By Stefano Bonino First published on the LSE Religion and the Public Sphere blog – read the original article Far removed from the cinematic and media depictions of Muslims as angry and threat…
The alarm woke me at 0230. I got dressed into the old clothes recommended in the joining instructions, left my hotel room, and stepped out into the dark night.
I walked the 10 minutes to the rendezvous, past the late night revellers and in step with couples wearing onesies, tracksuits and a variety of outfits that could only mean they were heading in my direction.
We were all in Hull to take part in a Spencer Tunick art installation Sea of Hull. For those who don’t know, Spencer Tunick is famous for using naked people as brush strokes on his canvases of usually urban landscapes.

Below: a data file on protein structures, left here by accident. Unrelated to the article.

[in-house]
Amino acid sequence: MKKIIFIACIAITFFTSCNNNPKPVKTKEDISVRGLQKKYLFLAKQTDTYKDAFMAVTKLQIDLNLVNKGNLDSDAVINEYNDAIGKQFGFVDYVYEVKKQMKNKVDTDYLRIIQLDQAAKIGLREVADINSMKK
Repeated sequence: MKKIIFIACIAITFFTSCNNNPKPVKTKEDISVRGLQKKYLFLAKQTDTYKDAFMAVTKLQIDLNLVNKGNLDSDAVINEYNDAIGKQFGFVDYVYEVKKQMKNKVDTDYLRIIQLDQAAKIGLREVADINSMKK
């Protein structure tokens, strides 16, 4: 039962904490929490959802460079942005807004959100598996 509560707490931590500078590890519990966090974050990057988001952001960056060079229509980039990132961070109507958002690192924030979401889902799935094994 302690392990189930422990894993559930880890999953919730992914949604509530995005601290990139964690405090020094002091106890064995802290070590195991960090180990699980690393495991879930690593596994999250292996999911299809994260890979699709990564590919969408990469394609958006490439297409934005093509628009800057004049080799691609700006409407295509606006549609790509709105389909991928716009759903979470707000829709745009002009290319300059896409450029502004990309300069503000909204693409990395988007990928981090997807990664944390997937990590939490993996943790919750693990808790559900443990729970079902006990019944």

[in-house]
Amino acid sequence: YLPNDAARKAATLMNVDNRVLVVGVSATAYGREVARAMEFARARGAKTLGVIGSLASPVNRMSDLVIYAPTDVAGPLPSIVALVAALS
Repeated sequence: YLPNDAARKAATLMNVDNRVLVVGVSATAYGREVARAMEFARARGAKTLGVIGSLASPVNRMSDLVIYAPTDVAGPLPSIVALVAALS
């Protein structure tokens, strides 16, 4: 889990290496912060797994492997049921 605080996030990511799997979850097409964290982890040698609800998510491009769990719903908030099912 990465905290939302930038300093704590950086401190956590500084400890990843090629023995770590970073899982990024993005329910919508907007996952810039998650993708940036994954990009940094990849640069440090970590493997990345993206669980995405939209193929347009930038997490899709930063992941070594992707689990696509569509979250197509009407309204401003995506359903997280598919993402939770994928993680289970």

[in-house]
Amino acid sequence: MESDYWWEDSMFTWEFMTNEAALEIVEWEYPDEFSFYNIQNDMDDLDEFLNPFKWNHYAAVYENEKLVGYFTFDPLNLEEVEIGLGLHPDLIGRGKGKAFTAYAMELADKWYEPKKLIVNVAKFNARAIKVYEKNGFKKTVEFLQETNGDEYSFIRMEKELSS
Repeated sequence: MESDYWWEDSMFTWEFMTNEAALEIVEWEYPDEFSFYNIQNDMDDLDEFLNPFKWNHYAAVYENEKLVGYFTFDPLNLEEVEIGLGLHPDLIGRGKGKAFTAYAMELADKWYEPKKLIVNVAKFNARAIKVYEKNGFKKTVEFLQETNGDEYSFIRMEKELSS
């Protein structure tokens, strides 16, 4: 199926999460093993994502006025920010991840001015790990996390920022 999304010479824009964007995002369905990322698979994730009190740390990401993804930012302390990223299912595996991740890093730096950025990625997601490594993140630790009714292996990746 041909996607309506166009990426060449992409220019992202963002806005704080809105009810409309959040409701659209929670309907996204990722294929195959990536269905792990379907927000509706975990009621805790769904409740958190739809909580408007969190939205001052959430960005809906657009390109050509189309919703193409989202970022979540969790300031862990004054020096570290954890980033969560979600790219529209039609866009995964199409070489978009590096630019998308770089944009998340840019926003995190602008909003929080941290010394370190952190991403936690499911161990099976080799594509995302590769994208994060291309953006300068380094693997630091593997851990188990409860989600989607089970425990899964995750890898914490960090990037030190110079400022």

Hull is the UK’s City of Culture in 2017. Tunick’s commission is part of the show. Not only that, but the presence of thousands of naked people in city streets is guaranteed to generate publicity for the big event next year. It certainly worked. I saw pictures in the German publication Der Spiegel the same day.
What possessed me to put my name forward and make my nude modelling debut at the age of 61?
There were a number of factors. I went to university in Hull and have retained a great affection for the place. I wanted to contribute to its City of Culture achievement. I also have ancestral links with the city. But more than either of those things, I wanted to be naked in public without fear of arrest.